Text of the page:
I’ve always had a thing for the understated car – To wit, my Audi S4/S6’s were nothing special to those not in the know, the Saab 9-2X was a visually tamer WRX, and the Buick Regal GS, well, does the general public see a Buick and think “Supercharger”? No. So the 400E makes sense, let me explain…
I’d long been a fan of the W124 chassis since back when I saw my first 300E in high school around 1985. Classically elegant design, but very modern compared to the larger models at the time – but clearly building on the 190’s design language. Built to the standard that used to define Mercedes and offered in the U.S. with 6-cylinder power and, for a while, an optional Diesel engine as well.
Then, in 1992, Mercedes decided to expand the range. The car that got all the press was the 500E – basically a 300E with a 5-liter V8 engine, wider track (and fenders to match), many luxury features (Oh, and a price of $88,000. In 1992. Doh!) However, the 500E was born along with a little brother at the same time, the 400E. If you were willing to take a car that was externally visually identical to the 300E but still had V8 power under the hood, for $60,175 (base price in 1992) this could be yours. Over the next 4 years, 15425 buyers in the U.S. acted on that impulse.
I was perusing Craigslist again and came across this one being advertised by San Francisco Toyota of all places. Asking $9200 the car had a total of only 32,000 miles on it! I called, thinking it might be a typo but they confirmed it. I then ran a CarFax and confirmed that the car was one-owner car from Belmont (the city I worked in) and had been maintained at Autobahn Mercedes, also in Belmont. Clearly this was a car I had to see.
The next day after work I headed up to San Francisco. The car was as described, that is, like new. White with gray interior. Excellent paintwork. Flawless interior. Gleaming chrome highlights. There was no wear on any parts that I could see, the only negative is that it was missing its floormats but the visible carpets were pristine. Everything seemed to work fine and it drove great. I tried to bargain them down, but they were not budging. In the end I got a couple of hundred off but, truth be told, it did not really matter to me, it was unlikely I would find another car in the same condition anytime soon and I had gotten more for the Buick than I thought I would.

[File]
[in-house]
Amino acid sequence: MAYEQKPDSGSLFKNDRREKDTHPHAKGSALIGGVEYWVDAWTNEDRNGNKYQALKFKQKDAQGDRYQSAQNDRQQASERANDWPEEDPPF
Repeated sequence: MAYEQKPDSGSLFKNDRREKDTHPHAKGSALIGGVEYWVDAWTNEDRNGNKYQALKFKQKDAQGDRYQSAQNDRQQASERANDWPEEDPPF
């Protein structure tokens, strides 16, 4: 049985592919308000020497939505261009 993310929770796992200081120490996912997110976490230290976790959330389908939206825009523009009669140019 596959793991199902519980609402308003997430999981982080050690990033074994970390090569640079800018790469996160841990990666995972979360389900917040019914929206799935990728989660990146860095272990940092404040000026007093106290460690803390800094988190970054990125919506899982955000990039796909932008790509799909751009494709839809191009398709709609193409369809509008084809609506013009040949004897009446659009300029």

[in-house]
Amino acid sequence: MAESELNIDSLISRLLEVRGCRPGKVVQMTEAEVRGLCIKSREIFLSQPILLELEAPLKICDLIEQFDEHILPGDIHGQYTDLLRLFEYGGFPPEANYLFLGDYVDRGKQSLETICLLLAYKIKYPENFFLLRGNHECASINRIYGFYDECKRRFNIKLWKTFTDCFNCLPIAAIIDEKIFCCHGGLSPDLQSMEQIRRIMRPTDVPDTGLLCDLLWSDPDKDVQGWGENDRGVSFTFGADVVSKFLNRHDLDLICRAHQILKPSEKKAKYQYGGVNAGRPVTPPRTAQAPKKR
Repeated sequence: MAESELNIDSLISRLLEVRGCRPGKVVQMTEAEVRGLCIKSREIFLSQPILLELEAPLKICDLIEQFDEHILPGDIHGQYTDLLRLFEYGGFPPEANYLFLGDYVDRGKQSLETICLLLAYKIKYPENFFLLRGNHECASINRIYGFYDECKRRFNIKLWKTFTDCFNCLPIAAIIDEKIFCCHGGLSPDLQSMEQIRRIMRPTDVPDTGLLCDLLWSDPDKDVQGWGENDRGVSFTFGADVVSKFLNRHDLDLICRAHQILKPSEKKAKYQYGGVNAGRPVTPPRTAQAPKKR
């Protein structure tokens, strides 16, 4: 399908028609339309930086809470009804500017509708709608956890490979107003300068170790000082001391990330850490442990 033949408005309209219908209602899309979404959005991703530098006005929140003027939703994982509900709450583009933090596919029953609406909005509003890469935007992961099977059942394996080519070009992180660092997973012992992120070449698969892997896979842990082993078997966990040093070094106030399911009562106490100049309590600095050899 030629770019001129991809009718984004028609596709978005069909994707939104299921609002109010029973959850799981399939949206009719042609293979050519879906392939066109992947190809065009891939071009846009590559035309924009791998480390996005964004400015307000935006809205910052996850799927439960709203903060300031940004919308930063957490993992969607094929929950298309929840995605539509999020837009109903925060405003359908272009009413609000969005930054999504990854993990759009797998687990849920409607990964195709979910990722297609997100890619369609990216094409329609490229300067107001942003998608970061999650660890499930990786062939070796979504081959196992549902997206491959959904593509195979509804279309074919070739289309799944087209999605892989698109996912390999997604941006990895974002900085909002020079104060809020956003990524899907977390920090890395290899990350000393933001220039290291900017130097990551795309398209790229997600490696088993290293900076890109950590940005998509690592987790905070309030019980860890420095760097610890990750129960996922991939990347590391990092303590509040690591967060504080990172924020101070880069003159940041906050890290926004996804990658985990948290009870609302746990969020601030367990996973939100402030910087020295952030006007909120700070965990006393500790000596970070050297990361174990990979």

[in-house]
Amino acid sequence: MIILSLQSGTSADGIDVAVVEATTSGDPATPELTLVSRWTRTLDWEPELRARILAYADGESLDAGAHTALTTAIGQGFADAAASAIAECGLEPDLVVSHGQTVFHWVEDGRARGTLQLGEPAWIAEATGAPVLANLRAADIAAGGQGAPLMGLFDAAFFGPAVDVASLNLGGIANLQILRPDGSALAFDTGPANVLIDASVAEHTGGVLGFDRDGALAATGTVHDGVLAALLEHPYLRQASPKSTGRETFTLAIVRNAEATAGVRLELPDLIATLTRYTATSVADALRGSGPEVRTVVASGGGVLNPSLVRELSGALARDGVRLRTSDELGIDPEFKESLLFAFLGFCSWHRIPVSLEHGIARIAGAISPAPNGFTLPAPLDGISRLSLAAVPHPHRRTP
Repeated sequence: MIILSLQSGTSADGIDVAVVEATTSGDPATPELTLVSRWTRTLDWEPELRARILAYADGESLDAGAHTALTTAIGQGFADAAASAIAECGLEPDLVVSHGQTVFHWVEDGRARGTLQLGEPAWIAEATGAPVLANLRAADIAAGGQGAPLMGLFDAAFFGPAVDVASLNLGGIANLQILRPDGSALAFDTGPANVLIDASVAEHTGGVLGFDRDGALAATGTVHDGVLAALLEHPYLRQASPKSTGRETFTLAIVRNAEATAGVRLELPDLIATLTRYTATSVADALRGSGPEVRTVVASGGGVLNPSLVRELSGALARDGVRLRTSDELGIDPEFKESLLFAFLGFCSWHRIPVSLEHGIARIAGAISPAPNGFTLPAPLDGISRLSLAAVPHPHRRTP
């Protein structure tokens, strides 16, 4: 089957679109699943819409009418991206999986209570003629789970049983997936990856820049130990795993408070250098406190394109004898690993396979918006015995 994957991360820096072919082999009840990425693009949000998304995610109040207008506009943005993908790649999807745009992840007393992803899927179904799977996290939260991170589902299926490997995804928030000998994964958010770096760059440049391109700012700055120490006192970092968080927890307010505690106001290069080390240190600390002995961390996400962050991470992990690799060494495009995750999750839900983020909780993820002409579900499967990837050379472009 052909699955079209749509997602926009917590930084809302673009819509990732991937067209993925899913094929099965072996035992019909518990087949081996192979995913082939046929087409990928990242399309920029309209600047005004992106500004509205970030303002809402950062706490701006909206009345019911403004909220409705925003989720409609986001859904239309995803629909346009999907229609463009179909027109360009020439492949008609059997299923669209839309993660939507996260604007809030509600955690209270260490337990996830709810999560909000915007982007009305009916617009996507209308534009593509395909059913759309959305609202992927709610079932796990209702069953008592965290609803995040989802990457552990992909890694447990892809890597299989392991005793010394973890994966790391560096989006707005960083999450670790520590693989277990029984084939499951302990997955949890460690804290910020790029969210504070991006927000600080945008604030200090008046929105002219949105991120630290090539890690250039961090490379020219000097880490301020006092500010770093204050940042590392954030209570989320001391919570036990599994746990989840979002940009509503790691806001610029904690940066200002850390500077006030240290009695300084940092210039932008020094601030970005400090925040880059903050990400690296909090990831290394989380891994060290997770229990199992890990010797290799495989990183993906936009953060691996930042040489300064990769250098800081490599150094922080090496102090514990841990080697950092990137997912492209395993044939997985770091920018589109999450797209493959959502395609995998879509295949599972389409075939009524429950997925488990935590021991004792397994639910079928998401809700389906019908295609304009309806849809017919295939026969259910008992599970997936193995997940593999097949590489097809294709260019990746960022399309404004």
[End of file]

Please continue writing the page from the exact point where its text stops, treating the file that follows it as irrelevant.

Not to sound like a snob, but there really is something special about being behind that large wheel and looking down the hood through the Mercedes hood ornament. The car made me feel special. The car itself felt special for that matter. Solid, like carved from a single piece of iron. Doors that really did close with a thunk and did not have any residual vibration afterward. You slam the door and it shuts into place and that is that.
So what is a 400E and what differentiates is? Well, as mentioned previously, externally it is the twin of the 300E besides the badges and a different wheel design. Inside they all got leather (instead of the still excellent MB-Tex), the wood trim is Burl-Walnut instead of Zebrano (which I actually like better, the Zebrano looks more “real”), automatic climate control (more about that later), dual air bags, and some other goodies.
Engine-wise it sports a 4.2liter 32-valve V8 producing 268hp@5700rpm and 295lb-ft of torque at 3900. Backing this up is a 4speed automatic with the traditional gated shifter that now everyone seems to have imitated. With weight being just over 3800lbs, this was quite a fast car. What is surprising though is how nimble it felt. Once familiar with the car and anticipating its tendency to be a little slow to downshift you could very easily exploit small gaps in traffic. Its party-piece though that I never got tired of was the way it accelerated onto a freeway.